82-Dobson Collins: The rookie is finding it difficult to get a good look. With a good exhibition season, his best-case scenario is practice squad.

83-Arnaz Battle: He has to step up with Jones out and prove his legs can handle the rigors of training camp. Battle clearly elevated his game late in the week. He’ll have to keep it up to solidify his role on the team.

84-Josh Morgan: He’s done little wrong, and it looks as if it will be difficult for anyone to supplant him as the starting split end at this point.

88-Isaac Bruce: He’s probably the one player who has impressed me the most this camp. He seems more comfortable in the surroundings this summer. He’s not looking for any favors; he’s going out every day and working hard. His hands, feet and acceleration in and out of breaks are a pleasure to watch up close.

89-Jason Hill: His first week of camp was very quiet, which is disappointing for a player who looked as if he had really turned the corner in the second half of the season. With six catches in 11-on-11, he ranks seventh among the wideouts through the first week. He simply needs to be more assertive.

 

Tight ends

46-Delanie Walker: Has been out of action with a concussion since Wednesday, Aug. 5. Before he was sidelined, his play was putting pressure on Jimmy Raye to invent ways to get both he and Vernon Davis on the field at the same time.

48-Bear Pascoe: Nobody has experienced a rougher camp than Pascoe. He has a lot to learn when it comes to the blocking techniques the 49ers want to see. He has also seemed to let his blocking affect his pass-catching, too. But he continues to work hard, and the 49ers are satisfied it will all come together in short order.

49-J.J. Finley: Hey, he’s not bad. Finley has made tremendous improvements from a year ago. Even if they can’t find a place for him on the 53-man roster, it seems as if he has shown enough to land back on the practice squad.

85-Vernon Davis: You probably don’t want to hear about, do you? You want to see it in a game.

 

Offensive line

59-Cody Wallace: He’s working with the second team at center. He’s also seeing some work at guard. He’s not there, yet. He must work on his versatility. Otherwise, it will be another season without suiting up for a game.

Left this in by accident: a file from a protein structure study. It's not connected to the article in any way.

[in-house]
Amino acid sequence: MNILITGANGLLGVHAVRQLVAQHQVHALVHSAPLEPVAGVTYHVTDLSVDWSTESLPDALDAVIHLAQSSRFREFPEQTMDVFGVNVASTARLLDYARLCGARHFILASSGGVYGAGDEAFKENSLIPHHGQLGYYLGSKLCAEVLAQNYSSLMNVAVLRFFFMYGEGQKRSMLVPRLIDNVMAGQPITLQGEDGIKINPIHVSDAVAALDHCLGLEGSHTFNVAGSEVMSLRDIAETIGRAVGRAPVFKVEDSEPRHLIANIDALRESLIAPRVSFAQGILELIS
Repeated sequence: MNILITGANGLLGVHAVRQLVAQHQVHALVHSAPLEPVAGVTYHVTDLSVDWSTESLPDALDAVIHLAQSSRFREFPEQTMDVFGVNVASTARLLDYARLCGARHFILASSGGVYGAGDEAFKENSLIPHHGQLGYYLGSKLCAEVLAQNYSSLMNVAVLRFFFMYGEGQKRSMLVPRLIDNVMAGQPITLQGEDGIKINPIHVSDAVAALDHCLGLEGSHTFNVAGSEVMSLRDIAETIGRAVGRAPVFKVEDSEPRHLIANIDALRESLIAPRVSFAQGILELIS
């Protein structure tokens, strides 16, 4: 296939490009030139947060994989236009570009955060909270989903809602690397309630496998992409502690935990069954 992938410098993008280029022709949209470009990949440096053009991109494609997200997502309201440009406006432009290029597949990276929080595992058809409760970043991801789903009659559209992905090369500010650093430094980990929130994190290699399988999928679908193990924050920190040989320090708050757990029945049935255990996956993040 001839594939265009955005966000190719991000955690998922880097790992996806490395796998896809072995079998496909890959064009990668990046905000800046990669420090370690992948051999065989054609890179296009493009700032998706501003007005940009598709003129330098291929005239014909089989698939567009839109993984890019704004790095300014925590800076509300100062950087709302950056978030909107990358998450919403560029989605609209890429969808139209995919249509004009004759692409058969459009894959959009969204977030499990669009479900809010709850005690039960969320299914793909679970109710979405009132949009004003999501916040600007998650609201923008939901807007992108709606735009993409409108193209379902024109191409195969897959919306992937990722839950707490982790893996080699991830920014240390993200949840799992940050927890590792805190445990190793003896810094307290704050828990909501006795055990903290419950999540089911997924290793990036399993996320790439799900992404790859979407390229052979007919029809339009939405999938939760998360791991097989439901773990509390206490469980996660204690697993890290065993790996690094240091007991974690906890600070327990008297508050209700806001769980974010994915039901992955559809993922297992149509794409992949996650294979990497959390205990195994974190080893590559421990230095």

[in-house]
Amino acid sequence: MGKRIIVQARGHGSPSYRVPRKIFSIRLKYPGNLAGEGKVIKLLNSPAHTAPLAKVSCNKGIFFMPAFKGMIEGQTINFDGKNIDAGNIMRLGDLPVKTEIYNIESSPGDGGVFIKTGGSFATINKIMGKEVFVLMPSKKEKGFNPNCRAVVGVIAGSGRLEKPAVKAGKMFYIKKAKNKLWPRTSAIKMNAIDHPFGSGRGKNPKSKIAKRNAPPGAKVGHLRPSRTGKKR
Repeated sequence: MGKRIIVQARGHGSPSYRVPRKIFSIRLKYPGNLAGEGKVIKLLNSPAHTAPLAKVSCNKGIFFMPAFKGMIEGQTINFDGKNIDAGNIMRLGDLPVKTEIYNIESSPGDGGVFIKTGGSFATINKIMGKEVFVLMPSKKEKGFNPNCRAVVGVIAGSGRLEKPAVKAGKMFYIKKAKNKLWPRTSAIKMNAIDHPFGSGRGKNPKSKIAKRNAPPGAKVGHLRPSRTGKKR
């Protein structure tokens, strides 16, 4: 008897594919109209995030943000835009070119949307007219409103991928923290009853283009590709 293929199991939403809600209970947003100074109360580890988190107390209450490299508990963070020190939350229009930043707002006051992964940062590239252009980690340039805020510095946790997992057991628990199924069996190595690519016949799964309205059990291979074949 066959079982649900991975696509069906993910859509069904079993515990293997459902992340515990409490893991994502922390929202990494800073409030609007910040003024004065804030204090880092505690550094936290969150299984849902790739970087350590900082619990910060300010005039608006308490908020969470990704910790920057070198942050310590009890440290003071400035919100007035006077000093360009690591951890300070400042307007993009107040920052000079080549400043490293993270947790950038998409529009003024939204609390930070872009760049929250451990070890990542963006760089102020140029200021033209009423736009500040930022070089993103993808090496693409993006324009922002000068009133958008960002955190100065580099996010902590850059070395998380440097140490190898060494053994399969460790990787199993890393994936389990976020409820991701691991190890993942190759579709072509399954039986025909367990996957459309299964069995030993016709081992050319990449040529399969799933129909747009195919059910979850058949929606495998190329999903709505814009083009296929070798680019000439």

61-Joe Toledo: He’s having a good camp as the second-string left guard, but one former pro told me Toledo has some basic technique lapses. “Too often, he bends at the waist and gets off-balance.”

62-Chilo Rachal: A big part of the reason the 49ers believe they can accomplish their goal of being a power-running team is because of Rachal. He looks much stronger and polished. He’s having a very strong camp.

64-David Baas: Another season, another setback. Baas is on the shelf with a foot sprain. He’ll be re-evaluated in a couple days, and his availability for at least the first exhibition game is in jeopardy.

65-Barry Sims: On the backup units, Sims is going against a lot of raw youngsters. That part of it shows, as Sims certainly has experience on his side. He’ll be fighting for a roster spot in the exhibition season.

66-Eric Heitmann: Coming off, perhaps, his best NFL season, Heitmann is chugging right along in training camp. He does a very good job of handling the varied styles of nose tackles, such as the quickness of Aubrayo Franklin and the brute force of Isaac Sopoaga.

68-Adam Snyder: He’s been at right tackle from Day 1, giving him the luxury – for a change – of sticking with just one position to thoroughly learn its nuances. Although many believe he’s better suited at guard, Snyder is not backing down from the challenge of the competition.

69-Tony Wragge: At this point, there is no question he’s the better option over Cody Wallace as the top center-guard backup. Wragge has taken over at left guard after Baas’ injury. He appears determined to make it a difficult decision on the coaching staff when Baas is healthy.

71-Marvel Smith: When he signed with the 49ers, many considered him the presumptive starter at right tackle. But Smith has not risen up to take the job away from Snyder, who has practiced every day. Smith’s practices have been limited, and the 49ers are wary about anointing a starter who might be an injury risk. That’s a lesson learned after their experience with Jonas Jennings.

74-Joe Staley: The 49ers must feel justified in locking him up to a long-term contract while watching his play this summer. He looks good, and he’s becoming more of a presence as a leader, too.

75-Alex Boone: Looks to be solid in run-blocking but not as consistent with his feet in pass protection. If he does the right things off the field, it’s a near-certainty he’ll earn NFL paychecks this season (at least on practice squad).

76-Kyle Howard: He’s struggling at this point in camp, as he seems overmatched by the strength of the defensive linemen. Also, he tends to play too straight up and down.

77-Jacob Bender: It’s promising that he spent two months on the Patriots’ practice squad before the 49ers signed him to the 53-man roster. In Bender, they have a player who is working at left tackle. He has put himself in position to challenge Sims for a spot.

78-Matt Spanos: He did not take part in the offseason program. I’ve heard a few times when O-line coach Chris Foerster has been pleased with how he handled a situation. He stands out among the other young guys because of his versatility. He can play guard and tackle, and he’s even seeing action at center with third unit.